Column: Prisoners treated fairly at Camp X-ray

Camp X-ray in Guantanamo Bay, Cuba, has come under criticism from Europeans, especially the British, human rights groups and some civil rights advocates. The story of mistreatment of battlefield detainees received front page coverage by British newspapers over the weekend and Monday. Some British tabloids even accused the United States of torturing the detainees in Cuba.

Mainly respectable British newspapers and some British politicians have questioned pictures released by the U.S. government, showing detainees. Some of the basic complaints from Britain are, according to the Daily Telegraph, . . . shaven-head Taliban and al-Qaida prisoners kneeling and tightly manacled.”

Most of the complaints and accusations have been calmed down by a British investigation released on Monday, which found accusations of torture to be false and other complaints about being gagged and manacled to be during certain circumstances, like when they were being transported, not mainstream everyday life at Camp X-ray.

But the question that should be asked here is why do the British even question the U.S. prison conditions of the detainees? The Europeans as a whole are so fast to put the United States on the defensive for the stupidest things. The U.S. government is going out of its way to give the prisoner population copies of the Koran, daily medical checkups and prepackaged Islamic meals, and it is building a permanent facility for the prisoners.

There are still some complaints that have been mounted from before this weekend from human and civil rights groups. For instance, the detainees were not given prisoner-of-war status so they would not fall under the Geneva Convention. Also, this wouldn’t allow U.S. officials to prosecute the detainees by military tribunals. Here, the question that should be asked is: “does the Geneva Convention really exist, except on paper.”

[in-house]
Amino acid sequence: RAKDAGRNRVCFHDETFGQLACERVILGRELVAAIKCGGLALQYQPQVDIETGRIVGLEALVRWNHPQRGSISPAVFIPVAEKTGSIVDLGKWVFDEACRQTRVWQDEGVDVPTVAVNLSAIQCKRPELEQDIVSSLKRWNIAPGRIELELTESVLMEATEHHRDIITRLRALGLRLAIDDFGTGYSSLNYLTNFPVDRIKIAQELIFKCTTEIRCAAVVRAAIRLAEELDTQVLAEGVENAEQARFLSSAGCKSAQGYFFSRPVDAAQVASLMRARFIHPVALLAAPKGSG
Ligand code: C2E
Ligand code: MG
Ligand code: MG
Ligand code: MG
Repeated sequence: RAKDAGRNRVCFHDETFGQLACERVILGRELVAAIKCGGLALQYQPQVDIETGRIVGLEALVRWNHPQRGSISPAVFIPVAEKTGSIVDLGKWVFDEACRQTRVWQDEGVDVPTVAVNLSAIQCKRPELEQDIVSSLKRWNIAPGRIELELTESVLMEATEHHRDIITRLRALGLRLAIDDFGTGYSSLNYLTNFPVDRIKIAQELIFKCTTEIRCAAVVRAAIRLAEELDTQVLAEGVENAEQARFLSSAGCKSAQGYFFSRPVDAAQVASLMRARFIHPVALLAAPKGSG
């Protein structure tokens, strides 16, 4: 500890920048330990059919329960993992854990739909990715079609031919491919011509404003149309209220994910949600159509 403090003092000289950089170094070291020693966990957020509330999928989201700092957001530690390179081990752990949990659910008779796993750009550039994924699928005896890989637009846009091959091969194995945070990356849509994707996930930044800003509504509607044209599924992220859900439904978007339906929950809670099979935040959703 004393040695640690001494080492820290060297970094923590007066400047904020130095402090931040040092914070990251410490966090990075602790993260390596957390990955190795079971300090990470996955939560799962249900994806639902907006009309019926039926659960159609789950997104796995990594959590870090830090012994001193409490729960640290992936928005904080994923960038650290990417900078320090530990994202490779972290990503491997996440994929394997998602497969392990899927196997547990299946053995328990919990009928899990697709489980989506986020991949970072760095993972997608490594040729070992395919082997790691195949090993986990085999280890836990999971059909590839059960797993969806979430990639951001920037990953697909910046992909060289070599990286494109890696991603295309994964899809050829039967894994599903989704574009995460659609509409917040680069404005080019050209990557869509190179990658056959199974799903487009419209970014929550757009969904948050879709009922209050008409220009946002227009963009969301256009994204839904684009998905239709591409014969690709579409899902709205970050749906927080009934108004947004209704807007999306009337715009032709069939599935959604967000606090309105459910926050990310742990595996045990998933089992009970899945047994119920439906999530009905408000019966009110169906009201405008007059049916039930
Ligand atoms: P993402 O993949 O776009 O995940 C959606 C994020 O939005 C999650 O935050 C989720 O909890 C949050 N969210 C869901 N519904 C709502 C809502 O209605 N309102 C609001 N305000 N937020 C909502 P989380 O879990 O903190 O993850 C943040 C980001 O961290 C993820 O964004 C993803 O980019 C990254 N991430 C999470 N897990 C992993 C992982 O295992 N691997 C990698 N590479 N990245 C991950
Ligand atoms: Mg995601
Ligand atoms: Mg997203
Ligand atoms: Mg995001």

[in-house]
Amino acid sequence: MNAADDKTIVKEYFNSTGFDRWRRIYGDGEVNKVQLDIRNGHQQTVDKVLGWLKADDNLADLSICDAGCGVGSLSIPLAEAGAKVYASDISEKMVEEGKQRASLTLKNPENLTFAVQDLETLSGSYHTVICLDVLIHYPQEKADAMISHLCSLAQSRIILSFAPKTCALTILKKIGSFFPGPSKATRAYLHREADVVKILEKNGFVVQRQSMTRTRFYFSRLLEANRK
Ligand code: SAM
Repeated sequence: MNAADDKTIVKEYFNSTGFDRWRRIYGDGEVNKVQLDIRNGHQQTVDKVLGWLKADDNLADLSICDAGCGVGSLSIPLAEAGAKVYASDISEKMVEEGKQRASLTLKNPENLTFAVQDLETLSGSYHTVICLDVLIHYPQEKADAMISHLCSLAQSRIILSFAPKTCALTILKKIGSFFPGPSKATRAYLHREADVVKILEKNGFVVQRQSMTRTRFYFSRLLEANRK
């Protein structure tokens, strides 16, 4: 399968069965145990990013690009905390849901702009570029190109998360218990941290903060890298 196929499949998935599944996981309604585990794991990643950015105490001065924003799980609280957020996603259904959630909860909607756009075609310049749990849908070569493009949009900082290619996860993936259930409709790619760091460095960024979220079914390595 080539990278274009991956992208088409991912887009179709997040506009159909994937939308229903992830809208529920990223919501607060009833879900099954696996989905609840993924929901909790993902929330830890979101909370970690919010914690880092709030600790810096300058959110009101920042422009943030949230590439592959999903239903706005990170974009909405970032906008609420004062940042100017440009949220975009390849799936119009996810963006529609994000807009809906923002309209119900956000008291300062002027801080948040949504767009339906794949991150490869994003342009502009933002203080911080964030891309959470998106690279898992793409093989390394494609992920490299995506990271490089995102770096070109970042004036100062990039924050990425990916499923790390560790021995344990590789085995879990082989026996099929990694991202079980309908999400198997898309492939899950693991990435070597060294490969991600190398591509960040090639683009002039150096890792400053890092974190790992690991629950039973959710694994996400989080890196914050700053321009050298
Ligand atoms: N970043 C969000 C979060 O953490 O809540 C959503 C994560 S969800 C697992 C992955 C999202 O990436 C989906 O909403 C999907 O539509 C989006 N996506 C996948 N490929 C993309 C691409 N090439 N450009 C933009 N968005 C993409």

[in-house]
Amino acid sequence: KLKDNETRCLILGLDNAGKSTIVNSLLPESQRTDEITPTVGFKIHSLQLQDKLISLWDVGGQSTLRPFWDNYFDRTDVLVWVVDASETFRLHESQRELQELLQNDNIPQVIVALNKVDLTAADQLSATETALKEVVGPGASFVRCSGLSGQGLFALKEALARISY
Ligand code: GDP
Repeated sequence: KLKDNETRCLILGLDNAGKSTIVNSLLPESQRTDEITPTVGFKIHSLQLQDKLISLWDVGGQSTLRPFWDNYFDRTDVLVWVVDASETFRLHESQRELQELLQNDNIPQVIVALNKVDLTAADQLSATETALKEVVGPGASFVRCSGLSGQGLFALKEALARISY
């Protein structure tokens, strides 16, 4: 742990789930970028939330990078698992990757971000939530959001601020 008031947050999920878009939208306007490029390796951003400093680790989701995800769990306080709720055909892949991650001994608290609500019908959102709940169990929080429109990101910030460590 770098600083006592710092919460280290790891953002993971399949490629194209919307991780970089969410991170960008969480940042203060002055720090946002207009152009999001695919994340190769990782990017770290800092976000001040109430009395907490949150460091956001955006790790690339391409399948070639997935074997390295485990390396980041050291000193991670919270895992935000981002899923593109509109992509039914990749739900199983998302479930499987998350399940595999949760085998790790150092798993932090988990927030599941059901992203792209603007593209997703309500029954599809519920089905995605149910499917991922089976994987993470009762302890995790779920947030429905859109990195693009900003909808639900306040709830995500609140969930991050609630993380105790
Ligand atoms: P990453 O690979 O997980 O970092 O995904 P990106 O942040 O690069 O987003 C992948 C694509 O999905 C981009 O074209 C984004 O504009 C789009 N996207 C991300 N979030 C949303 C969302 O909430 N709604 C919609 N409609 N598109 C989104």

Most of the Geneva Convention are being followed, especially in terms of treatment of the prisoners. That is a far cry from the treatment of U.S. soldiers captured during wartime. The last major conflict U.S. soldiers were involved in that they were treated as the Geneva Conventions say they should be was World War II on the European side. Since then, in Iraq, Vietnam and Korea, where large numbers of American soldiers were captured, they were beaten, tortured and even killed, obviously not following the Geneva Conventions. But then again, like all of those conflicts, war was never declared.

Other groups, like Amnesty International, complain that the cages that hold the prisoners are below U.S. standards for ordinary prisoners. The prisoners are being held in 8-by-6 cages. They will be moved to better facilities as soon as they are built. The cages are a concrete slab with chain-linked fencing for walls and a metal roof.

Also, let us not forget, Cuba is located in the middle of the Caribbean, and it is currently the dry season. People dream about going to the Caribbean for vacation. This is also no different than inmates in Arizona and New Mexico being held in tents, which they don’t complain about. So this is another absurd complaint.

The most ridiculous of the complaints comes from some California civil right advocates who say the Guantanamo detentions violate both the Geneva Conventions and the U.S. Constitution. Come on, the U.S. Constitution. Last I heard, the battlefield detainees were not U.S. citizens, so how does a document that gives rights to U.S. citizens affect the way we treat non-U.S. citizens?

  • Alex Hardman is a junior majoring in electrical engineering and